The heart's reasoning, as well as its feeling, depends on its moral condition.  If we think bad or evil things our mouth speaks what is in our hearts (Mark 7:21; Matthew 12:34; Luke 6:45).  For instances if one has unforgiveness in their heart, the mouth speaks it though the one speaking may not mention the thing that they do not have forgiveness.  What folks do not realize the hatred, resentment, and revenge shows in an outwardly way.

Our emotional state of the heart affects us in the rest of our person.  Proverbs 15:13 says it well.  “A heart full of joy and goodness makes a cheerful face, but when a heart is full of sadness the spirit is crushed.”  Proverbs 17:22 says “A happy heart is good medicine and a joyful mind causes healing, but a broken spirit dries up the bones.”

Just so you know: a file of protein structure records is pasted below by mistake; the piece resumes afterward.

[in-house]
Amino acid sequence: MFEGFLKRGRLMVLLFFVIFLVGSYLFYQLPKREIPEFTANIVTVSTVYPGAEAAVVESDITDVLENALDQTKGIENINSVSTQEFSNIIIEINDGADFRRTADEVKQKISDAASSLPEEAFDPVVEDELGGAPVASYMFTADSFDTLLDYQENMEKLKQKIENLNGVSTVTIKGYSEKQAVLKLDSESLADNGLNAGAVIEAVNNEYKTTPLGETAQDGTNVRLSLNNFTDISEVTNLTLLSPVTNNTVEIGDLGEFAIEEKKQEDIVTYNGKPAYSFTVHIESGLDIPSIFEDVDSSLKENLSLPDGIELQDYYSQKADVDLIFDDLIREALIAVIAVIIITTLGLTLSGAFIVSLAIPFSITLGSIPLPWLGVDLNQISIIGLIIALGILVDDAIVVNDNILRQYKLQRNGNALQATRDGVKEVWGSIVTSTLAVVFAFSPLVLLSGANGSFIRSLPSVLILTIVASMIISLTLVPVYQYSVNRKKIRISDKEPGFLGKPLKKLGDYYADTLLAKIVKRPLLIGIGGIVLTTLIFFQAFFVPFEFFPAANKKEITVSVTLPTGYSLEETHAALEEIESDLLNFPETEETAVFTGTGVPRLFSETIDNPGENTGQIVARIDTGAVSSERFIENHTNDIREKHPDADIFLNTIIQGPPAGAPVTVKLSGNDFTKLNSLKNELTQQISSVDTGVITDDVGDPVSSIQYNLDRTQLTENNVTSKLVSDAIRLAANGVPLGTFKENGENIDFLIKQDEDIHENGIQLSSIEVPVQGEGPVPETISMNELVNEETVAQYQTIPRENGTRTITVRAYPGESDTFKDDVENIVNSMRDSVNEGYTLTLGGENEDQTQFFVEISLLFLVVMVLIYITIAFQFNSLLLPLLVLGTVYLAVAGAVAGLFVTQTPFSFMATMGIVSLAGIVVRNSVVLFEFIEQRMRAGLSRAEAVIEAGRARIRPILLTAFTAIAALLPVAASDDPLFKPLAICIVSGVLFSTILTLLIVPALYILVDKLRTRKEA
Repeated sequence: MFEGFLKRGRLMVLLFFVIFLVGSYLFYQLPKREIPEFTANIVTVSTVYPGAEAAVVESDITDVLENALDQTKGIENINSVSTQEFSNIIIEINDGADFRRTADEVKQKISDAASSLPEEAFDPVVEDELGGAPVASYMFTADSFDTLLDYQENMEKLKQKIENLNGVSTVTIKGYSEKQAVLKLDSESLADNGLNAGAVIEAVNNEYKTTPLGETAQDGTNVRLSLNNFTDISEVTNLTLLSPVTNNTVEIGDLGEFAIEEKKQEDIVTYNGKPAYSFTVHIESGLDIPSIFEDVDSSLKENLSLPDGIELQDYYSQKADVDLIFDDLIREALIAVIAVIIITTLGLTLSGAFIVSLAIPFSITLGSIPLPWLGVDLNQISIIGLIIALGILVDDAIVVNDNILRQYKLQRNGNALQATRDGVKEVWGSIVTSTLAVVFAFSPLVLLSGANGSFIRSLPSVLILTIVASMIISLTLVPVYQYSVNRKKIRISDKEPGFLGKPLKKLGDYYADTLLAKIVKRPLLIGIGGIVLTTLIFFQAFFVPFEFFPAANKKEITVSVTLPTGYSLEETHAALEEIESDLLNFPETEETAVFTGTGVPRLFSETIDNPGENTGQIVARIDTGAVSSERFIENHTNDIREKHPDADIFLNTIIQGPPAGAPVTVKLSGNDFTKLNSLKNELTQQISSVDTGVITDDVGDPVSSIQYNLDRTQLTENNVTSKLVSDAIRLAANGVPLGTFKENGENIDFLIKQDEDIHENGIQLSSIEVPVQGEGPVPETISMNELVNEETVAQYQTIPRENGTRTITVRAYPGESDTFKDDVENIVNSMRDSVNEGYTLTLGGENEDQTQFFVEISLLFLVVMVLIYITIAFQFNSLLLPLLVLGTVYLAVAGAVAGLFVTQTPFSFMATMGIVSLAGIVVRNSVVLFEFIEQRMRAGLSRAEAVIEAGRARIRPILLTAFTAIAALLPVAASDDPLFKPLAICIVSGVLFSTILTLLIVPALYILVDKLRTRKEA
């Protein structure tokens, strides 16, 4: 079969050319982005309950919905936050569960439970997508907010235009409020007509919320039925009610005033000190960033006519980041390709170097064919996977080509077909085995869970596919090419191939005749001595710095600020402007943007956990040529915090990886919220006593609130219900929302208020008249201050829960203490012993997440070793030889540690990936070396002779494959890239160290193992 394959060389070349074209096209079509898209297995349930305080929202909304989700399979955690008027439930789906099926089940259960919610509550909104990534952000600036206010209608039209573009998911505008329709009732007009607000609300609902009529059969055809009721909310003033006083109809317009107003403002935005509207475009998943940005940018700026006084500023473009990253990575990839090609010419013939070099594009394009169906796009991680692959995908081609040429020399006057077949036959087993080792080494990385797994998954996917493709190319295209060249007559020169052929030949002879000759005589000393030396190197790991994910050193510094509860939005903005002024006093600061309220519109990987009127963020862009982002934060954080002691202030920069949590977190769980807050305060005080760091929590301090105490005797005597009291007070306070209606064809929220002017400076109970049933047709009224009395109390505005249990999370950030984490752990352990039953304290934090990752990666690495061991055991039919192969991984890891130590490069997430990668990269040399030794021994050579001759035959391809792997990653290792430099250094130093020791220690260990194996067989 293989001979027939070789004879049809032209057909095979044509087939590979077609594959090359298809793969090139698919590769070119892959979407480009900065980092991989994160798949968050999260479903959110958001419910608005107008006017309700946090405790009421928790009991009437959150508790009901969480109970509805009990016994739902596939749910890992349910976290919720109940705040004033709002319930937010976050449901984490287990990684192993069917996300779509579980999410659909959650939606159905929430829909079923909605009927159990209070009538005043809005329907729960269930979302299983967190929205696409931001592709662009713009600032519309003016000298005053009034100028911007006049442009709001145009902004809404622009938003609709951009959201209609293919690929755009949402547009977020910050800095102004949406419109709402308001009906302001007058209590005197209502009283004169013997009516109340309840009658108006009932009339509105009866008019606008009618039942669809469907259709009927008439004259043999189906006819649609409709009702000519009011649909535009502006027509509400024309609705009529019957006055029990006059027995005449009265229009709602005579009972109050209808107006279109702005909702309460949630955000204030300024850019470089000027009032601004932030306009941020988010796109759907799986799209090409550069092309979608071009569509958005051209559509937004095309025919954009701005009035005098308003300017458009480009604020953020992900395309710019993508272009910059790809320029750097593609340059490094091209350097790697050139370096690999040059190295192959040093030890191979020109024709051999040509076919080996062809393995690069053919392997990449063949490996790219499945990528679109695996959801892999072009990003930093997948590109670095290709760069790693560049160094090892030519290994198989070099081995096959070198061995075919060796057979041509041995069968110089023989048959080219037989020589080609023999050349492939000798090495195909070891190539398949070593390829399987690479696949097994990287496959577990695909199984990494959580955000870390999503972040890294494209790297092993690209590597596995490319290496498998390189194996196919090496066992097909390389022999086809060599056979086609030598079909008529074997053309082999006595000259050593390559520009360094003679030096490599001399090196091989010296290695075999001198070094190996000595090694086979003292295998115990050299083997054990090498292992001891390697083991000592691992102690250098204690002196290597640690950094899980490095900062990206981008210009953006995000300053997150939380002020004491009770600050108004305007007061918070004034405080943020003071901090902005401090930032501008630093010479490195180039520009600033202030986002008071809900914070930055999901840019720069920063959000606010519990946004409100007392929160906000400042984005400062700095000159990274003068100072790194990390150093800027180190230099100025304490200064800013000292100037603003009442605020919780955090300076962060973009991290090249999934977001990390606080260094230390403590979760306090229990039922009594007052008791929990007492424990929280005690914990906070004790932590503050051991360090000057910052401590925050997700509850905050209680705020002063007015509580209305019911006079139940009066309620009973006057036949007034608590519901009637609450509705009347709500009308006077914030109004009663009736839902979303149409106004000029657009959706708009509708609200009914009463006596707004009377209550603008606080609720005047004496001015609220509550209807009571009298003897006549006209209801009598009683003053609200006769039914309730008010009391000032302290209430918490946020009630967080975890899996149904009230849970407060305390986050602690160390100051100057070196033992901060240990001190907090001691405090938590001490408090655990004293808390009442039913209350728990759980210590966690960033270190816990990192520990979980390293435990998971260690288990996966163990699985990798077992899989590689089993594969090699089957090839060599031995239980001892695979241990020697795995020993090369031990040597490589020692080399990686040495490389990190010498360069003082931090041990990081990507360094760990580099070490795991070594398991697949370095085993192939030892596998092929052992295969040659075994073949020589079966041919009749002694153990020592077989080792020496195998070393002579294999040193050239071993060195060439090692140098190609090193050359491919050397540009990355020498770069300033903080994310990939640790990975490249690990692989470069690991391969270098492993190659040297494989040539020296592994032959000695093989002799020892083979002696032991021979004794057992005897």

Our heart thinks (Matthew 9:4; Mark 2:8), it remembers, and meditates (Psalm 77:5-6; Luke 2:19).  God made our hearts to understand, to discern and give us insight.  An understanding heart cannot be separated from our morals.  We intercede for those in our prayers to have eyes that see and ears to hear.  What we see and hear we take into our heart unless we have the power of the Holy Spirit to reject what is wrong or evil in God’s sight.  James 1:5 says to ask for wisdom in our circumstances and it will be given to us.  James 1:6 says we must ask in faith without doubting.

To be in God’s Will our heart must be pure and clean (Psalms 51:10).  We must have a heart that is receptive to God’s Word and His direction to live as we are purposed in our Mother’s womb.  The Holy Spirit teaches us to discern, understand, the statutes and God’s guidance to live a life in Jesus.